Kudos to Burroughs for at least trying to portray women with less misogyny. Our busty and beautiful heroine is good with a knife, and a nice nod is given to matriarchy, even though the king still rules and the queen is still a prize to be taken by might. If you consider this was written before women won the vote then it means a bit more, despite the often patronizing tone. The racist attitude is atrocious, but again, context must be considered, kind of like when you read Tom Sawyer.
This is a fast and entertaining he-man read, with the old standard adventure tropes. It is in the public domain and available for free download from Gutenberg, who does an awesome thing by making classics readily available and deserves even a couple bucks if that’s all you can donate.
16. A book by an author you haven’t read yet.
Nineteen Minutes by Jodi Picoult
My rating: 1 of 5 stars
I’m not impressed.
Overuse of similes. However, this is nothing on the level of Alice Sebold (eyes like “ferocious olives”) or Marisha Pessl (men like “idiot iced teas”),
so…bearable. Oh, nope. I just read, “[H]e started to move faster, bucking against her like a fish released from a hook onto a dock.” Umm…what? Oh, yeah, baby, flop around on me like a dead fish, ooh, yes, baby, I like it like that. Urrggh. Join the Sebold/Pessl Cringe-Worthy Simile Hall of Fame.
The claim that TV ticker tape didn’t exist until 9/11 is incorrect. I remember watching it as a kid in the 60’s and 70’s. The “crawler” first appeared on The Today Show in January 1952. Contextual errors like that really bug me, especially in the Age of Google when you can get correct information in about two minutes using an Android phone, as I did.
“Alex was not short for Alexandra. ..” but in chapter 1 the bailiff calls “All rise, the Honorable Alexandra Cormier presiding” and in chapter 2 she fills out medical forms with the name Alexandra.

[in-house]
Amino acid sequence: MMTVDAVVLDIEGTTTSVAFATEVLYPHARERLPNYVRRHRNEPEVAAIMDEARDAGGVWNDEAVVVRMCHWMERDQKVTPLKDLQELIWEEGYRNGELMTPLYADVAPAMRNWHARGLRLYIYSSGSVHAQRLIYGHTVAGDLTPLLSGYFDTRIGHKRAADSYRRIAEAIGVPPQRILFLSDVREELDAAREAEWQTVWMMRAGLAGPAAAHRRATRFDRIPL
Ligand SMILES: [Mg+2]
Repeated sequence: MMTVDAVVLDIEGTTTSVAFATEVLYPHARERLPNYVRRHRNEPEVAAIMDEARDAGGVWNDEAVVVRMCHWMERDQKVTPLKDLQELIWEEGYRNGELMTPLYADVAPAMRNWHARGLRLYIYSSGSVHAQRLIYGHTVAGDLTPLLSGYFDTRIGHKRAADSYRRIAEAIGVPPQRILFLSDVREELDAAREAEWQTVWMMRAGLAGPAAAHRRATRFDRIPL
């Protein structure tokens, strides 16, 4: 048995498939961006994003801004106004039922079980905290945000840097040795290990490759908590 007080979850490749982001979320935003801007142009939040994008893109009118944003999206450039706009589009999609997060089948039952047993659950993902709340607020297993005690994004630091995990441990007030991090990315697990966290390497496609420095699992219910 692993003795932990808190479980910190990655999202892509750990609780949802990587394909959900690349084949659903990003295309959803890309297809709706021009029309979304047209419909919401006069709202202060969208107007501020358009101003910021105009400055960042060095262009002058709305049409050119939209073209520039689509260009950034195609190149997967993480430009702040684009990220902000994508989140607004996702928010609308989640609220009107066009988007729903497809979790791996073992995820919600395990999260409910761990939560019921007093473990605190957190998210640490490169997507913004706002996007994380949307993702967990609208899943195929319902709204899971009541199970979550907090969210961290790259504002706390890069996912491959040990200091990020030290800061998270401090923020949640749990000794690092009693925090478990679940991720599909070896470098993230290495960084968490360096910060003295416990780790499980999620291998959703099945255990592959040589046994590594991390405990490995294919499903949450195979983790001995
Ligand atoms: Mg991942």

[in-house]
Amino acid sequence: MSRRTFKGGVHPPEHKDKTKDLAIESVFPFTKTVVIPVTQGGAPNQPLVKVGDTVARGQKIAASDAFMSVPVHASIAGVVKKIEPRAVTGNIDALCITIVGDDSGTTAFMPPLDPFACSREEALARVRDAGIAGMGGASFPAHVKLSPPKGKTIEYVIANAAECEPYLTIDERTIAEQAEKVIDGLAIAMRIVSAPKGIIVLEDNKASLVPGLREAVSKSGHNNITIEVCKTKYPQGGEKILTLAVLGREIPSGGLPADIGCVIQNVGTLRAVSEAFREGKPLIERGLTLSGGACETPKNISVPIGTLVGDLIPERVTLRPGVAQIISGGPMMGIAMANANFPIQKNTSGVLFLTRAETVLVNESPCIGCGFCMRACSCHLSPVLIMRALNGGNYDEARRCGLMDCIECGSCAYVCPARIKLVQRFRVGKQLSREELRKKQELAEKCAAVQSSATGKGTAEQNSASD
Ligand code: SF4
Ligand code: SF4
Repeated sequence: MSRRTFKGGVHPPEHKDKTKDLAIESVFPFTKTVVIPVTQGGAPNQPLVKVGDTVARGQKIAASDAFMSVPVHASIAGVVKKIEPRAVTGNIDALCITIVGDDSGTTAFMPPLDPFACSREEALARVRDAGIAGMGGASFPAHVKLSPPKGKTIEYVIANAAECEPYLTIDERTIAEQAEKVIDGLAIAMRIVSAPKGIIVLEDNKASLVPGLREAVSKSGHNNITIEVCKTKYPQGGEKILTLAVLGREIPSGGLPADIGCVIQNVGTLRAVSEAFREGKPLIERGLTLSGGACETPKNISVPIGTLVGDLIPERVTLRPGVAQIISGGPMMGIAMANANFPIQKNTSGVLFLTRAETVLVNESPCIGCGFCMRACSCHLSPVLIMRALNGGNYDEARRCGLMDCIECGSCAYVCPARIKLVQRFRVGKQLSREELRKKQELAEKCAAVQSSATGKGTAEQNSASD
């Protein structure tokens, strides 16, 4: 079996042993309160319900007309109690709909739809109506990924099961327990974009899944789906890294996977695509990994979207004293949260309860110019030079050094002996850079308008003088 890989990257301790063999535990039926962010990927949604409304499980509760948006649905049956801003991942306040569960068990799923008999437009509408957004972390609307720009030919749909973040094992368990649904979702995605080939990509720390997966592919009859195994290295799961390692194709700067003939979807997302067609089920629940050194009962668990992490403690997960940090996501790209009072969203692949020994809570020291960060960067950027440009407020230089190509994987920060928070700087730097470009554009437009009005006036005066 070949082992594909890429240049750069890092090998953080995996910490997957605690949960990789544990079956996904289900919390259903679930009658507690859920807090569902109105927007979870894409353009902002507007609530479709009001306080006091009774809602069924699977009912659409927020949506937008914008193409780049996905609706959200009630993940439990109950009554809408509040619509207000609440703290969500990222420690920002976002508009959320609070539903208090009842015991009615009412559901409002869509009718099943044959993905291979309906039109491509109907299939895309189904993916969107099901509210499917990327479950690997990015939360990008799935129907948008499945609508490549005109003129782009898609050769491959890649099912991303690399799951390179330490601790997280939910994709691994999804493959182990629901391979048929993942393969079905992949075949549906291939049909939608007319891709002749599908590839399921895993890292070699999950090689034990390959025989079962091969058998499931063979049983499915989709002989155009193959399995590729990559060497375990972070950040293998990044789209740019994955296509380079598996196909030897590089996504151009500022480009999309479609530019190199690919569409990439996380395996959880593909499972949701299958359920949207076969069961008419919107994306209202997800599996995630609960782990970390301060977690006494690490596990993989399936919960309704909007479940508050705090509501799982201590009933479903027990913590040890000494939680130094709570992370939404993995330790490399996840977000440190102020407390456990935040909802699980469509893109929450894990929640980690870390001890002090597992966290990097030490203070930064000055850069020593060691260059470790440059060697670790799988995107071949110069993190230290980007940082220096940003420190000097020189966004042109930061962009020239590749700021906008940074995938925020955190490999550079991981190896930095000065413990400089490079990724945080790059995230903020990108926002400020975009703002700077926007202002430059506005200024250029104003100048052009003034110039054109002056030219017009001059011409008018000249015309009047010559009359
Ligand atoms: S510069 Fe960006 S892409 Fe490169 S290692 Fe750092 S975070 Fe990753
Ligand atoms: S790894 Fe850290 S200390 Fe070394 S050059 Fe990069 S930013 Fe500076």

In a small town where everybody knows everybody, why is it such a surprise to the local defense lawyer and his investigator that the shooter had a golden boy older brother who was killed by a drunk driver just before graduation only a year ago?
That’s a small sample. Lots of contradictions and unrealistic passages, like the woman who doesn’t cook stopping to fix eggs and bacon when she’s already late for work, or the defense counsel hired the day of the shooting having no evidential discovery at the preliminary hearing, or the police detective who’s solved every single case he’s ever had. Sophomoric, book-of-the-month treatment of serious issues, including gun ownership, mass shootings, violence in the media, violence in teen relationships, and bullying, with nods given to abortion, adoption, and LGBTQ issues – are we just tossing everything and the kitchen sink in here? Why is 9/11 even in this book? Something else violent and traumatic on a mass level, so let’s just throw that in too? The shooting details are largely lifted straight from Columbine, including the Boy Scout trying to save his mortally wounded teacher and the injured student escaping out the second floor window.
Abandoned. I read as far as I did because, once again, I stranded myself with nothing else to read. Bad, bad self! But now I am home, where I have many, many other books. Buh-bye, Jodi Picoult.